First published in the Dec. 25 print issue of the Burbank Leader.
Congressman Adam Schiff, in a recent press conference, highlighted the “historic investments” of the bipartisan infrastructure bill passed in Congress — including for roads, bridges, highways, public transit and passenger rail — and how they will improve the lives of Los Angeles County residents.
Schiff, a Burbank Democrat, hosted the Glendale conference with state Sen. Anthony Portantino, Assemblywoman Laura Friedman, Glendale Mayor Paula Devine, Glendale Councilman Ardy Kassakhian and L.A. Metro CEO Stephanie Wiggins.
In his speech, Schiff decried the lack of meaningful investment in transportation infrastructure to this point and lauded President Joe Biden for making it a key part of his policy this year. He said the improvements promised in the bill will improve the quality of life here.
“In Los Angeles County, decades of lagging infrastructure investment has resulted in crumbling roads and highways, aging and incomplete rail systems, and many challenges facing public transit, creating daily headaches and, worse still, barriers to secure employment, affordable housing, and quality time with our families,” Schiff said.
Portantino, a La Cañada Flintridge Democrat whose district includes Burbank, touted the bill as a “shot in the arm” for his region and lauded it for its bipartisan nature. He specifically extolled its rail expansion, wildfire mitigation, electrical grid hardening and applications to drinking water.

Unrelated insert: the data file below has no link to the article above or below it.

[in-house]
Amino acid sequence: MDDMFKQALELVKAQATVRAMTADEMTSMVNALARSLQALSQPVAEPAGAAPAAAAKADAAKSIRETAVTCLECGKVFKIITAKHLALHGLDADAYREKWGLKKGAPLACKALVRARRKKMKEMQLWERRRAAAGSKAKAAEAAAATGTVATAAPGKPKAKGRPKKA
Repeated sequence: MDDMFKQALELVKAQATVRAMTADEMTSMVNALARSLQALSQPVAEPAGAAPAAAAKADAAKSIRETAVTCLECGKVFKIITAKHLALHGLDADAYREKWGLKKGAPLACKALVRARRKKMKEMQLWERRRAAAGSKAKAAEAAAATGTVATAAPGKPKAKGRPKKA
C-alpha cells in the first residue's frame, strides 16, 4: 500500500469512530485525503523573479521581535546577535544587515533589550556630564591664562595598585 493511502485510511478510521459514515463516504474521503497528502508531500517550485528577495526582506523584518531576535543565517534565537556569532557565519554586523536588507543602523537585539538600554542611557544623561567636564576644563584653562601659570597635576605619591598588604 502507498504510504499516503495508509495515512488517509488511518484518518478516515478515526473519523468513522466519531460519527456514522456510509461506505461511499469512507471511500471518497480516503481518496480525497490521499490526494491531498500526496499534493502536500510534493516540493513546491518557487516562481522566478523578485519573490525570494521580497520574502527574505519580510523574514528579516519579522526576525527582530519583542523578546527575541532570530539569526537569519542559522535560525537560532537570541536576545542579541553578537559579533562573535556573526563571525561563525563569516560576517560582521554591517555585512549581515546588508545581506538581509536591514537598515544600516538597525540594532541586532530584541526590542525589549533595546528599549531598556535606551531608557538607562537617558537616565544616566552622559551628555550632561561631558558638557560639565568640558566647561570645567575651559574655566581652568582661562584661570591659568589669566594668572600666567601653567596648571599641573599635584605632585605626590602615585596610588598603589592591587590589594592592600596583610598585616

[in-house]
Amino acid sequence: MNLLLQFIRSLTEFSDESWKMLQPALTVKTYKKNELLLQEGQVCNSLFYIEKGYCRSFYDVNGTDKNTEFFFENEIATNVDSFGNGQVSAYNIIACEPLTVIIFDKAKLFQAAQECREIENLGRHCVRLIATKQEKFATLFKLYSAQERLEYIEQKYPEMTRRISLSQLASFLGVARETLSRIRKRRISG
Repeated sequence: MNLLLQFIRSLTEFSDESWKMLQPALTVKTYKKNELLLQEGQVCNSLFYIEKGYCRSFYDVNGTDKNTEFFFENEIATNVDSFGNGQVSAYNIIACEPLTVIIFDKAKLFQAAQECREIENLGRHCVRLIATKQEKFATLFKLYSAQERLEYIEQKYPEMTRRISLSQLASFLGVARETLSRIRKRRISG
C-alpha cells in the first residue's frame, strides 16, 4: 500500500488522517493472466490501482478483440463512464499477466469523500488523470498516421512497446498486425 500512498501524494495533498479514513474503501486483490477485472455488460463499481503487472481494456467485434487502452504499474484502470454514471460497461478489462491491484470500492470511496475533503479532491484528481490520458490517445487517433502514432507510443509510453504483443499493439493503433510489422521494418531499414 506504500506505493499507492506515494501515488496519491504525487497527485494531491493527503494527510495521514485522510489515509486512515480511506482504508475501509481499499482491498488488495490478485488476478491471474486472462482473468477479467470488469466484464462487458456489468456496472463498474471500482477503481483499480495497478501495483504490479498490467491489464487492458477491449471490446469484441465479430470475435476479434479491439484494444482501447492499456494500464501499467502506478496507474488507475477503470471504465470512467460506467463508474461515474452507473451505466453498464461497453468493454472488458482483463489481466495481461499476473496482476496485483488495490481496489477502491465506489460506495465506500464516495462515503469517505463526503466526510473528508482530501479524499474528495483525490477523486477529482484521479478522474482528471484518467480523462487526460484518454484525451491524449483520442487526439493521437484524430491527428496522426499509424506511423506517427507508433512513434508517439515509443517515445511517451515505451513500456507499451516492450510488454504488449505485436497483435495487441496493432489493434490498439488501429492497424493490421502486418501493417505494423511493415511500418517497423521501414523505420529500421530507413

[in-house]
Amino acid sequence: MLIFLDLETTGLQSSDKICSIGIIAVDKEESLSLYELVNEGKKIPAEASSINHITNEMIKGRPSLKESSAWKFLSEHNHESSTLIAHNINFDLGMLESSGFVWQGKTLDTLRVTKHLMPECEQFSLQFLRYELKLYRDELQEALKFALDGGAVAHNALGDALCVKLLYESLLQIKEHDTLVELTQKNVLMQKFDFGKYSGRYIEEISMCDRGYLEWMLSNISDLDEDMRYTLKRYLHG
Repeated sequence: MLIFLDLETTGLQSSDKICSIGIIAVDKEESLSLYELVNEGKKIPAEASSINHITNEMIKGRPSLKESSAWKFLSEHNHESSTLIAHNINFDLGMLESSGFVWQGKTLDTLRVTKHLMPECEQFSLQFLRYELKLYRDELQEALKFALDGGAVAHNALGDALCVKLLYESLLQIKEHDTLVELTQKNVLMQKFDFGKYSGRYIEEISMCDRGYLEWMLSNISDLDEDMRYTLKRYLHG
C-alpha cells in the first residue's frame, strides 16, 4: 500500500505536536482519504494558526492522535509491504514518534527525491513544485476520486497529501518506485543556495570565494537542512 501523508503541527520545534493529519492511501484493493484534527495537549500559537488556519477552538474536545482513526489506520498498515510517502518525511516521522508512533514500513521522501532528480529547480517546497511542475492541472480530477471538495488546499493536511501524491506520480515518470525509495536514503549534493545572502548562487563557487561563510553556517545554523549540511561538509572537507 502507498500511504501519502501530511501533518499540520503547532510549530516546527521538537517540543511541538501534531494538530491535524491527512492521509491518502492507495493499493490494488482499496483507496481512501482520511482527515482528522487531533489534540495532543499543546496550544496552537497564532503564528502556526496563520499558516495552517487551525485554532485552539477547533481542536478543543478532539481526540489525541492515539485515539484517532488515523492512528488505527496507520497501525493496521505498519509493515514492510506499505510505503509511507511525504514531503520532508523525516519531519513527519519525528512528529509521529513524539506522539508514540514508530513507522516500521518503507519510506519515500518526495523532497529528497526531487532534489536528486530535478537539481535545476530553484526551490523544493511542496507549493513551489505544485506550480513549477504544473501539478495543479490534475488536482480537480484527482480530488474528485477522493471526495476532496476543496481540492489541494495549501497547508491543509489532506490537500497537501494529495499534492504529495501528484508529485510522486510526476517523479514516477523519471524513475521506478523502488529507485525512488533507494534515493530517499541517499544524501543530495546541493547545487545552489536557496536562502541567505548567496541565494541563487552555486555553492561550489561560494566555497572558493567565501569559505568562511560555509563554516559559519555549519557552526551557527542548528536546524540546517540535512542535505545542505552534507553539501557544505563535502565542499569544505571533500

“Just thinking of how broadband became central to our social and academic survival, and the impact that wildfires have had in our foothills underscores how the pandemic crystalized many longstanding and unmet needs,” he said. “With this action, Washington is taking a bold step to meet those needs and inject resources across California and here at home in our district.”
Friedman, a Glendale Democrat who represents Burbank, thanked Schiff for his advocacy for the region, particularly as it continues to rebound from the social and economic effects of the coronavirus pandemic.
“The funding that is coming into California from the federal government is a perfect fit with California’s priorities, and our goals as we recover from the pandemic,” Friedman said. “The funding will help us protect our crucial infrastructure, respond to climate change, reduce flood and fire risk, invest in mass transit, and create good jobs.”